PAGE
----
Kearey v. Collier et al
ORDER ADOPTING MEMORANDUM AND RECOMMENDATIONS re: 15 . The Court DENIES 4 Plaintiff's Motion for Temporary Restraining Order and preliminary injunction. (Signed by Judge Hilda G Tagle) Parties notified.(scavazos, 1)
United States District Court
Southern District of Texas
IN THE UNITED STATES DISTRICT COURT
FOR THE SOUTHERN DISTRICT OF TEXAS
CORPUS CHRISTI DIVISION
MARK JAMAL KEAREY,
BRYAN COLLIER, et al,
February 12, 2018
David J. Bradley, Clerk
CIVIL NO. 2:17-CV-00080
The Court is in receipt of pro se and in forma pauperis Plaintiff’s February
27, 2017, motion for temporary restraining order (“TRO”) and preliminary
injunction. Dkt. No. 4. In her June 7, 2017, Memorandum and Recommendation
(“M&R”), the Magistrate Judge to whom this case was referred concluded that
Plaintiff has (1) not suffered any irreparable injury, (2) failed to show at this early
state of the litigation that Plaintiff’s interest either in gaining access to certain
eastern religious materials or having unsupervised moving meditations with his
study group outweighs the interest of the prison in providing reasonable restrictions
or limitations, and (3) not shown that it would serve the public’s interest for the
Court to grant preliminary injunctive relief at this time without a full opportunity
for the facts to be developed beyond Plaintiff’s allegations. Dkt. No. 15 at 4–5.
On June 19, 2017, Plaintiff filed objections to the M&R. Dkt. No. 17. The
Court reviews objected-to portions of a Magistrate Judge’s proposed findings and
recommendations de novo. 28 U.S.C. § 636(b)(1). First, Plaintiff argues that he has
suffered and continues to suffer an irreparable injury because he (1) cannot practice
tai chi in his cell, (2) can practice yoga only in an “extremely limited capacity” in his
cell, and (3) cannot adequately study his religion without texts and videos he alleges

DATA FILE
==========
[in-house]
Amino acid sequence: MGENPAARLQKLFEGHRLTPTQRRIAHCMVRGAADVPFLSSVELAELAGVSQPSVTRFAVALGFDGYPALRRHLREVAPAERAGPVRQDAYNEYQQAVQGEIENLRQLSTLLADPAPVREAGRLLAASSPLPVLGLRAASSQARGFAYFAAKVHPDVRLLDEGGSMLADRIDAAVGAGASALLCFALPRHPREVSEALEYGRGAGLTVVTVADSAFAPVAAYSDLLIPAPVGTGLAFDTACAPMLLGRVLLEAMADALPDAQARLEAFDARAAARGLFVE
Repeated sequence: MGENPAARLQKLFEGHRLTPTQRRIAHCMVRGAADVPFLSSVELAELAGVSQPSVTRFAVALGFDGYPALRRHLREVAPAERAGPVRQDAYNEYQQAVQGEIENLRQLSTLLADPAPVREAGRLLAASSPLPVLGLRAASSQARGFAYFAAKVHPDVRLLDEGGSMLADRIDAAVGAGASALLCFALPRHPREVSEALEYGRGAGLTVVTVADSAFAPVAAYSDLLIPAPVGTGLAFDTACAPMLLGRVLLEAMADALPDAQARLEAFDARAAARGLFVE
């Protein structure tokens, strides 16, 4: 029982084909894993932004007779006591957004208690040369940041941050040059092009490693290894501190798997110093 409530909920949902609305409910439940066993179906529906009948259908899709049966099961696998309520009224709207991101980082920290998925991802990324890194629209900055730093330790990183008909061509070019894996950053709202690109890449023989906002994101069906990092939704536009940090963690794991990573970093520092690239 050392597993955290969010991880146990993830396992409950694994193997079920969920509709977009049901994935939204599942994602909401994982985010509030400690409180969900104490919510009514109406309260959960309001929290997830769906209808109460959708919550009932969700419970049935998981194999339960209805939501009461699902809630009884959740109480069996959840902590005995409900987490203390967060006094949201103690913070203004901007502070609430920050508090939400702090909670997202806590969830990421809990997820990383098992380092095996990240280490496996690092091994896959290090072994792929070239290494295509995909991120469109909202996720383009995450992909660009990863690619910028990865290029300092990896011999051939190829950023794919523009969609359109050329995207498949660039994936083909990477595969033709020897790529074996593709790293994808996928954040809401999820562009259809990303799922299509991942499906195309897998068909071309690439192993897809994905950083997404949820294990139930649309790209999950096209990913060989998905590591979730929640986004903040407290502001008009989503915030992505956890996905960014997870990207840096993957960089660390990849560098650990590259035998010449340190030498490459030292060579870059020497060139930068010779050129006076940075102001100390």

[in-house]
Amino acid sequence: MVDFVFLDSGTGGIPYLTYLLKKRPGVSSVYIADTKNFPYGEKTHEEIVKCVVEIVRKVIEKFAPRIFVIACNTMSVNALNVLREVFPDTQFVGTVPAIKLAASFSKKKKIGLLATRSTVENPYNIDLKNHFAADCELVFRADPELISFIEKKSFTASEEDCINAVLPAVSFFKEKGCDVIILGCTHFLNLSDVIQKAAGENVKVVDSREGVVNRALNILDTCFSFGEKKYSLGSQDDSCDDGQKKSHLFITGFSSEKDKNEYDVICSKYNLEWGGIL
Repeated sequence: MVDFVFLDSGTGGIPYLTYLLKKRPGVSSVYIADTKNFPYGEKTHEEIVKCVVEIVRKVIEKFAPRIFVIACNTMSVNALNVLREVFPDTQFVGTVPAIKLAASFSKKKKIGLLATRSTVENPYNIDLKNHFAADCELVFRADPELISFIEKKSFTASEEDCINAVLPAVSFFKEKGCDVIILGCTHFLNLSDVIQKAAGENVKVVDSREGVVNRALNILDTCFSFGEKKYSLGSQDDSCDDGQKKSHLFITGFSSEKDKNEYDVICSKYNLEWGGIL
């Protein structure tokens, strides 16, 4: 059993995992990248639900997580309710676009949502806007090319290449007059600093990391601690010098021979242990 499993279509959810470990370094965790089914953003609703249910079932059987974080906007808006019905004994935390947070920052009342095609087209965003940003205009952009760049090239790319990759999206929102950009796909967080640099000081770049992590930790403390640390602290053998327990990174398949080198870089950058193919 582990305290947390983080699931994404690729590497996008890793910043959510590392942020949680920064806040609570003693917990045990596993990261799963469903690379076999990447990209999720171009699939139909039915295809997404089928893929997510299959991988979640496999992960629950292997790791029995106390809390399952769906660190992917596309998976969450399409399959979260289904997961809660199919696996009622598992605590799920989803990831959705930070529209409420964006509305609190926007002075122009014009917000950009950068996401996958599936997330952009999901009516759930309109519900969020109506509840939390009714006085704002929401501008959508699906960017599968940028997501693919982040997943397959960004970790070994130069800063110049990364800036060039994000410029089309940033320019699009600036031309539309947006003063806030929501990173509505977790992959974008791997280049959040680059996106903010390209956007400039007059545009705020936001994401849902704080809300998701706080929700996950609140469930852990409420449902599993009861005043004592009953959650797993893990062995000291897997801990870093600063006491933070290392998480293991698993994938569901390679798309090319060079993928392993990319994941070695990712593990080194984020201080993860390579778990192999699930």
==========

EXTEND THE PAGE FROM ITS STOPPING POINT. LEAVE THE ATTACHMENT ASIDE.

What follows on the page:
were denied to him. Id. at 5–6 (Plaintiff lists these objections under the headings
“Objection (1)” and “Objection (2).”). Second, Plaintiff argues that he “never
suggested that he should be unsupervised.” Id. at 7 (Plaintiff lists this objection
under the heading “Objection (3).”). Plaintiff claims that “[t]his prison say that we
need volunteer dispite security already be present.” Id. at 7 (mistakes in original).
The Court OVERRULES Plaintiff’s objections to the M&R’s conclusion that
Plaintiff has not suffered irreparable injury. The facts are not developed enough for
the Court to conclude otherwise at this time. The Court further OVERRULES
Plaintiff’s objection to the M&R’s finding that Plaintiff requested unsupervised
moving meditations with his study group. Plaintiff’s motion for TRO and
preliminary injunction alleges that Plaintiff was told he “need[s] a volunteer” to
lead his study group in the practice of moving meditations. Dkt. No. 4 at 8. Thus,
while a security guard may observe the meditations, as Plaintiff alleges, Plaintiff is
expressing an interest in unsupervised meditations to the extent that such
meditations are not led by a volunteer.
After independently reviewing the record and considering the applicable law,
the Court adopts the proposed M&R in its entirety. Dkt. No. 15. The Court hereby
DENIES Plaintiff’s motion for TRO and preliminary injunction. Dkt. No. 4.
SIGNED this 12th day of February, 2018.
Senior United States District Judge
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